What Happens If You Don't Pay Child Support?
After a divorce, if you were the primary breadwinner, you’re probably going to get slapped with having to pay child support. Most of the time, you’re going to be making monthly payments until the child is 18 years old or your ex-wife remarries. The trouble is that child support amounts are determined solely by what has happened in your financial history and not what may happen. If you lose your job in the next year, what are you supposed to do then? Can you just stop paying child support?
Of course, you can just flat-out refuse to pay child support, but legal repercussions may follow. If a court finds that your refusal to pay was willful, meaning that you had the means to pay the monthly sums but chose not to, you will be facing punishments similar to a criminal conviction. In some cases, you’d be in jail until you could pay off the child support owed, up to five years.
Beyond simple refusal, though, you might be strapped for cash and unable to pay child support due to a general lack of finance. There are a few procedures that the state could use against you to collect the child support, including:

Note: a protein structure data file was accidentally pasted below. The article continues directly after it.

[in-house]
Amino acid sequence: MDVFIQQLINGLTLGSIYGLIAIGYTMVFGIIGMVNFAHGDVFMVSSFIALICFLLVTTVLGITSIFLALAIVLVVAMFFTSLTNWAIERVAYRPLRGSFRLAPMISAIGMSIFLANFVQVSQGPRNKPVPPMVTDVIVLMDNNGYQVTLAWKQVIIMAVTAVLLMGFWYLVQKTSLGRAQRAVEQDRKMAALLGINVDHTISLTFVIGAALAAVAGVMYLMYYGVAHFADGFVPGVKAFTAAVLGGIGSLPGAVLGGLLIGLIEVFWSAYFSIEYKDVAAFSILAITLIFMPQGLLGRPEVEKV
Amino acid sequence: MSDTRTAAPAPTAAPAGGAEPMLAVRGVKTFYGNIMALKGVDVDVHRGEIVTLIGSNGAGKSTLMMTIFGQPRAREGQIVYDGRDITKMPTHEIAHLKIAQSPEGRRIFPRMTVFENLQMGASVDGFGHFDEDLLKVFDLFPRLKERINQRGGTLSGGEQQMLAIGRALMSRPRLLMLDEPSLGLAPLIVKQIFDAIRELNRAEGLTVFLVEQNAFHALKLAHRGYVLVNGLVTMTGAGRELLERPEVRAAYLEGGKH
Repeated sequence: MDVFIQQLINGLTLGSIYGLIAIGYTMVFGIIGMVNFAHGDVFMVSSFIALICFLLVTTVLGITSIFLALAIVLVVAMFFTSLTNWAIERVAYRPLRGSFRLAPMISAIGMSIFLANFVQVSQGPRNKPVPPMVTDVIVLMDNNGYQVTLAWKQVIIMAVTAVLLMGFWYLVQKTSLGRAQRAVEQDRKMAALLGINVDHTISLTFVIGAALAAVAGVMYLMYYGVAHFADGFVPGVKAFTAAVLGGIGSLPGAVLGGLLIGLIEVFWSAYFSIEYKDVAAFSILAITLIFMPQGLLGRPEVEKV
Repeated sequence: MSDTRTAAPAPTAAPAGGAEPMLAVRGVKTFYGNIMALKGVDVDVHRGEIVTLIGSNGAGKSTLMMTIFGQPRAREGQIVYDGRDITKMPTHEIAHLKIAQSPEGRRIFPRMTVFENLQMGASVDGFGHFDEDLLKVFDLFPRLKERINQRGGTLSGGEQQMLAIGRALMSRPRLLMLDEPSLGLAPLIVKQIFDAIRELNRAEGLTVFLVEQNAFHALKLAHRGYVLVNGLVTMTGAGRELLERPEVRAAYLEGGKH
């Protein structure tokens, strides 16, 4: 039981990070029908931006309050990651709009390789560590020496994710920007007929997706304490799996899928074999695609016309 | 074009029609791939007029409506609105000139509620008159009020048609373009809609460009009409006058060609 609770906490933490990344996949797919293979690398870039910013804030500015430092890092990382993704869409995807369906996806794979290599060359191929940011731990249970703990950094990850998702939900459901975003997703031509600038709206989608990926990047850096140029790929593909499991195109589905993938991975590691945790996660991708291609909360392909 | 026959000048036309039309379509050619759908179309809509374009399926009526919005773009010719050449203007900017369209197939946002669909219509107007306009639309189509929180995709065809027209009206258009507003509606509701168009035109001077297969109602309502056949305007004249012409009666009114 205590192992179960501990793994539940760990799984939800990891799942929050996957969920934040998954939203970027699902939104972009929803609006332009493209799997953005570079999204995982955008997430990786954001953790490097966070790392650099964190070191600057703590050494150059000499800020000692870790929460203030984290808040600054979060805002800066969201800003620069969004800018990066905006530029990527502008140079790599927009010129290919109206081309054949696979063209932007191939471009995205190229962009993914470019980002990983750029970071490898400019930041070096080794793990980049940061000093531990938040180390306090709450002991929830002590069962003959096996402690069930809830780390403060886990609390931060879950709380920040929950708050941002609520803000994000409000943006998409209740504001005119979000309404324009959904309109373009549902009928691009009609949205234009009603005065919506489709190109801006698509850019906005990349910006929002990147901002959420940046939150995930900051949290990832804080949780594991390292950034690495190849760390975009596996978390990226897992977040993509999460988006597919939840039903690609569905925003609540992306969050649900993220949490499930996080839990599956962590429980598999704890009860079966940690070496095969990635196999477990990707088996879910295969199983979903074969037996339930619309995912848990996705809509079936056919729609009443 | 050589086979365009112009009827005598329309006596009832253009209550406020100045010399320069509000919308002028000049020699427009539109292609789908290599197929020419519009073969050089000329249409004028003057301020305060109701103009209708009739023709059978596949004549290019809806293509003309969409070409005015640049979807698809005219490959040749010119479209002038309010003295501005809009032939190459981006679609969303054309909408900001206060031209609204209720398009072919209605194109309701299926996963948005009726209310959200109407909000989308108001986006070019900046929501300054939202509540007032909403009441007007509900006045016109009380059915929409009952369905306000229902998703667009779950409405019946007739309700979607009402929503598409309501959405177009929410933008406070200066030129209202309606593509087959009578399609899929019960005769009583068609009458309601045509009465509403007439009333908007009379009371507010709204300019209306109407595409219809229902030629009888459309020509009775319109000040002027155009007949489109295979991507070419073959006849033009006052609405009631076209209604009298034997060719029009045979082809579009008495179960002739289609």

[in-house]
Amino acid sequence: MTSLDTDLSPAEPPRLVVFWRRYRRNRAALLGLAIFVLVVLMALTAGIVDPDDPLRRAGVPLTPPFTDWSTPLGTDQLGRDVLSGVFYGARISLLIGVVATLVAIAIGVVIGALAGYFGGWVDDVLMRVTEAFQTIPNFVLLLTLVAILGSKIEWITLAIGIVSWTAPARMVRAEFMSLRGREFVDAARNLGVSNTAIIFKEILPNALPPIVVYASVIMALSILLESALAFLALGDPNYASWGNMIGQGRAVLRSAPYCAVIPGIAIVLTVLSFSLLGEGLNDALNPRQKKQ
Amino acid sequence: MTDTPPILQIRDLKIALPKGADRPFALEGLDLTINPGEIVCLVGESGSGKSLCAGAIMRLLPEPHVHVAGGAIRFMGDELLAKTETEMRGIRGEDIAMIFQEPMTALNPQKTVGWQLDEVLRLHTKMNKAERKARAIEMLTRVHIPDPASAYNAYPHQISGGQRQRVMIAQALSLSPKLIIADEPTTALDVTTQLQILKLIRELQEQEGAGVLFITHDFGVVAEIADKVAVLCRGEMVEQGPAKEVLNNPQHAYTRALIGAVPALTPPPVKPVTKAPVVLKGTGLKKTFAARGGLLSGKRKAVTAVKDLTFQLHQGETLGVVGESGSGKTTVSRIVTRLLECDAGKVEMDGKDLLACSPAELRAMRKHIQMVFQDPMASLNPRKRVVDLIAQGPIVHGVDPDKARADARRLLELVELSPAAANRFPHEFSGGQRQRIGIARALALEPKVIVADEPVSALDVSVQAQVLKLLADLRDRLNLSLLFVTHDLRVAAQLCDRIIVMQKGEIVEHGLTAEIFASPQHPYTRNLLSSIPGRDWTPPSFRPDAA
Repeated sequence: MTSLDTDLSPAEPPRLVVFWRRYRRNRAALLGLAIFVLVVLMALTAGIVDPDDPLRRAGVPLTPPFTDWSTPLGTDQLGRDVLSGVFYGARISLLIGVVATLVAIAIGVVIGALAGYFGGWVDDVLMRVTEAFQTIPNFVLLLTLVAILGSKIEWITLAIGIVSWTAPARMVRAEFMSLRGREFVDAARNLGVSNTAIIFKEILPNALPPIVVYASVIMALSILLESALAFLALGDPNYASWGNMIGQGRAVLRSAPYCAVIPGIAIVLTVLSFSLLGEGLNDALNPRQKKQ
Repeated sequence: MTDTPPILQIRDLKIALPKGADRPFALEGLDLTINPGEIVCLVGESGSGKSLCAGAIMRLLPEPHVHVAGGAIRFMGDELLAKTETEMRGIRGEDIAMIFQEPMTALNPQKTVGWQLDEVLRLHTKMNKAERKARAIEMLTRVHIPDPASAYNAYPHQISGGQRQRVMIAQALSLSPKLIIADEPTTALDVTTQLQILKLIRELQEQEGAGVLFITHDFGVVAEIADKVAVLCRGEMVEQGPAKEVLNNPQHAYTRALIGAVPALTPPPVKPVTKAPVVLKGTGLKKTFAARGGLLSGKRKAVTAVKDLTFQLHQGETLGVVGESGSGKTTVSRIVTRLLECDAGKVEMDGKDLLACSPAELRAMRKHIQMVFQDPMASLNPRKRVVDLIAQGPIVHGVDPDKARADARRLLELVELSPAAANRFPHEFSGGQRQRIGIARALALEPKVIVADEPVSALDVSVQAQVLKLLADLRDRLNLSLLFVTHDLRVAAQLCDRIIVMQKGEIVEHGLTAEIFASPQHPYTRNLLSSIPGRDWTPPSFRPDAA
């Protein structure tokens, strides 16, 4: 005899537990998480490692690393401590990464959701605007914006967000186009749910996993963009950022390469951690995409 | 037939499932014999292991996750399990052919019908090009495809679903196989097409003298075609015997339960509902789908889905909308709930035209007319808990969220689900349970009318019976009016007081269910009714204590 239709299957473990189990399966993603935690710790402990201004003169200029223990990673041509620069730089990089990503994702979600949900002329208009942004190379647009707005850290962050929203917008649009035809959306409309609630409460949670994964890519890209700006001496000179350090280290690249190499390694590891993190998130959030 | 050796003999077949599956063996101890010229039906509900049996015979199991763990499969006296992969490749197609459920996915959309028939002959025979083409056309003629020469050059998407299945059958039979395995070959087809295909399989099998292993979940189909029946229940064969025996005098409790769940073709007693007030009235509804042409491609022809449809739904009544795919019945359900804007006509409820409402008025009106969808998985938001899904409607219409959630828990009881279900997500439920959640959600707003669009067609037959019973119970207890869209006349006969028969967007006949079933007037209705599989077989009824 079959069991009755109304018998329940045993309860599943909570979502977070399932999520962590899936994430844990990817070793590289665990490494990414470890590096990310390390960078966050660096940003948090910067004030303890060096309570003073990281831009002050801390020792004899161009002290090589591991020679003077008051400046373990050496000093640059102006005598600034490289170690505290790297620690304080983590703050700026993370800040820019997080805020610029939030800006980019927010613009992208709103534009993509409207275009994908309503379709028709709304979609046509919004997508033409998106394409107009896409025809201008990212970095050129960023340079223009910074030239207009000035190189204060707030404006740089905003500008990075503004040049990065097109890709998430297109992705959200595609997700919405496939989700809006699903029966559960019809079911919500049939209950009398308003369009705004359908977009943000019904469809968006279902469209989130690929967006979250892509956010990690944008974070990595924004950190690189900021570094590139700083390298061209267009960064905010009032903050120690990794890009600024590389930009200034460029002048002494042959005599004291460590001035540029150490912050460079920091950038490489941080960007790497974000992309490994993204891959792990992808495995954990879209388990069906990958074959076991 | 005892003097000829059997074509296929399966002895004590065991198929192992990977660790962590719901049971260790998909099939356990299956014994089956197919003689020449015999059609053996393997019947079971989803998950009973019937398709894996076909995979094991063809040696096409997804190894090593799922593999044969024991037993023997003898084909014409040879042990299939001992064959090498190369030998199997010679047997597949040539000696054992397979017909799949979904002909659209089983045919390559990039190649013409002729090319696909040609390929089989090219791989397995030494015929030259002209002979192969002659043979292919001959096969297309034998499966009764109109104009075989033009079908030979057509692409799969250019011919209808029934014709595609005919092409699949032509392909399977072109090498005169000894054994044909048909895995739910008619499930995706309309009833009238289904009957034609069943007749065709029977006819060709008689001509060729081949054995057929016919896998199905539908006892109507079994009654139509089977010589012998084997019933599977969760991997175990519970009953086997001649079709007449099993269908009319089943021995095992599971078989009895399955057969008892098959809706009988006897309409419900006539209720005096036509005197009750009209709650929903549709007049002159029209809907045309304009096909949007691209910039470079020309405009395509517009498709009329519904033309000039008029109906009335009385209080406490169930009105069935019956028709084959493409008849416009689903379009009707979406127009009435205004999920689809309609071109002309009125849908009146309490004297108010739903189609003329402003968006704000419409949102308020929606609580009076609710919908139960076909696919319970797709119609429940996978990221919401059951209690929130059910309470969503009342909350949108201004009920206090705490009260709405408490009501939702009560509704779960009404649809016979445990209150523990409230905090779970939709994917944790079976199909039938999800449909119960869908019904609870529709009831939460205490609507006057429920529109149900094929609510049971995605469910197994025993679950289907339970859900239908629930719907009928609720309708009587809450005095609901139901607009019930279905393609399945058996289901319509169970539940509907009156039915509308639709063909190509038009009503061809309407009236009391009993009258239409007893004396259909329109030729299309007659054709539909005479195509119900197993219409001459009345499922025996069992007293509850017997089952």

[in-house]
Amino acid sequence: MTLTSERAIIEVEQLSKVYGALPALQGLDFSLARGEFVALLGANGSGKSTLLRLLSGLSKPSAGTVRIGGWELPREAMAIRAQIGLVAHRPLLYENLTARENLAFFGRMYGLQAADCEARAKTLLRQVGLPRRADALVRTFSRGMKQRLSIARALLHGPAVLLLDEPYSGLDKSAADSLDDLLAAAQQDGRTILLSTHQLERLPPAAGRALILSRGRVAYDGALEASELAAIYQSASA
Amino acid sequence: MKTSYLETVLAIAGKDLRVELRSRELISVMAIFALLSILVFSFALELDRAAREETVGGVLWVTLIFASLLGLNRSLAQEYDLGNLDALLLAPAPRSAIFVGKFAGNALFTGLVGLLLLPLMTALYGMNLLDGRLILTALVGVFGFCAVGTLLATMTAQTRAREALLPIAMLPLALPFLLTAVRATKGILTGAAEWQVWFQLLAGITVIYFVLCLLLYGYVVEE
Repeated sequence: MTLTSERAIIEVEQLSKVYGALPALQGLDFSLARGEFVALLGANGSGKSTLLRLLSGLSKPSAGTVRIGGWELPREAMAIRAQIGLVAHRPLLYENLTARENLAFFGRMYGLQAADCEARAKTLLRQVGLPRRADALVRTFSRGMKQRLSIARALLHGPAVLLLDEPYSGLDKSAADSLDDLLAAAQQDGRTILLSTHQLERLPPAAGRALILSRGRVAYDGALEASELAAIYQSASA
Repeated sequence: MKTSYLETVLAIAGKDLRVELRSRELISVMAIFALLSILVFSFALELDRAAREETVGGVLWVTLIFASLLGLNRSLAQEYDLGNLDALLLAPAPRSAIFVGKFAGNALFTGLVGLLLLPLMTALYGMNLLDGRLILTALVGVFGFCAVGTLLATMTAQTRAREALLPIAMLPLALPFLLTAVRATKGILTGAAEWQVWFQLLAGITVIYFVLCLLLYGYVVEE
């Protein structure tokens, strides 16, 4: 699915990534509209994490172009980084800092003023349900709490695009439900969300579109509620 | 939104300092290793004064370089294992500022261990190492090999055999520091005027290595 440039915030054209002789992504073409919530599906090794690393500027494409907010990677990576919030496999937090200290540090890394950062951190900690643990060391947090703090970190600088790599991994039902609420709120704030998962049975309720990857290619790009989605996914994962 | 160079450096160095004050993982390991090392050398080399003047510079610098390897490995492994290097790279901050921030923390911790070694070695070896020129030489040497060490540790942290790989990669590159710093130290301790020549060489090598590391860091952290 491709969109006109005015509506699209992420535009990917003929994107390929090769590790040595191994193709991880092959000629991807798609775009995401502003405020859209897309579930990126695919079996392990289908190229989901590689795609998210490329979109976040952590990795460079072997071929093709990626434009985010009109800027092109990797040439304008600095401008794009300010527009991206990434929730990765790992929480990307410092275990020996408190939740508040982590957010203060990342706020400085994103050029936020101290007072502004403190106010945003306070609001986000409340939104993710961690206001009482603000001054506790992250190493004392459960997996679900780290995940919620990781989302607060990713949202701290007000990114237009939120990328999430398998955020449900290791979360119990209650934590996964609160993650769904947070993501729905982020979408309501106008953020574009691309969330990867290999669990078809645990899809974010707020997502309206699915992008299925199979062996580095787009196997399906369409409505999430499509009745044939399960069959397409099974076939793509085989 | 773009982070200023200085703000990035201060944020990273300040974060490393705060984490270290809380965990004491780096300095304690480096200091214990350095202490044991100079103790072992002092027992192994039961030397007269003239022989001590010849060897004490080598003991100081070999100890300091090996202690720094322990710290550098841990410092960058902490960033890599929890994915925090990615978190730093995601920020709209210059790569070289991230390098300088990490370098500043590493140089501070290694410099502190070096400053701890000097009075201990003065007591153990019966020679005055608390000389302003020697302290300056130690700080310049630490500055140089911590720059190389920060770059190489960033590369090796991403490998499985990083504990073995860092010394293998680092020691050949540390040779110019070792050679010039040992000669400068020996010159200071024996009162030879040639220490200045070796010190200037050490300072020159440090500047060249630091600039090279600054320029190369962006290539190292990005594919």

- Wage Garnishment: An estimated 75% of all child support collected in Florida State is done so through wage garnishment. By taking money right out paychecks and passing it onto the other parent, child support payments are ensured while other necessities are not.
- Credit Collections: Credit collection agencies can be recruited to pursue any arrears, or money owed that was meant to be paid earlier. A consequence of this route is that failure to pay child support may damage your credit score.
- License Suspension: In certain circumstances, the state may temporarily suspend your license until you complete any owed child support payments.
- Withheld Winnings: If you owe your ex-wife for child support payments and you win a state lottery, or if the state owes you for tax refunds, you will not be granted any money. Additionally, it may take earnings straight out of such sources and give them to the owed party directly.
If you can’t pay for child support, whatever the reasons, it is clear that the odds are not in your favor, and that the law seems to be tilted towards your ex-wife. But the punishments the state can enact against you may just cripple you, rather than push you in the right direction.
If you’ve been unable to pay for child support and have been punished by the state, contact Tampa divorce Attorney Catherine W. Real. She can stand up for your rights as a divorced father and help you defend yourself from harsh punishments and unrealistic expectations. Don’t delay. Call right now.